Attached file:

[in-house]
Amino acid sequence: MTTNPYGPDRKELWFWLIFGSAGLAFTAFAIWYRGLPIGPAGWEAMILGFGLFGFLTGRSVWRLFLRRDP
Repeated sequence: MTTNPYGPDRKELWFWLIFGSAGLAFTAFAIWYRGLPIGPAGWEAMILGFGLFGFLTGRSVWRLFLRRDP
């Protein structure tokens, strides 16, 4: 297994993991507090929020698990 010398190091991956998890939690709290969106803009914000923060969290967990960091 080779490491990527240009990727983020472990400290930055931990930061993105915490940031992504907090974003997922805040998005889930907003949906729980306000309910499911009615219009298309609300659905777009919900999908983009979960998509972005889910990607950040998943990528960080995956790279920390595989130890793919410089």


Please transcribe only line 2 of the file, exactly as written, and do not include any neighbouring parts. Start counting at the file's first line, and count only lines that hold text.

Amino acid sequence: MTTNPYGPDRKELWFWLIFGSAGLAFTAFAIWYRGLPIGPAGWEAMILGFGLFGFLTGRSVWRLFLRRDP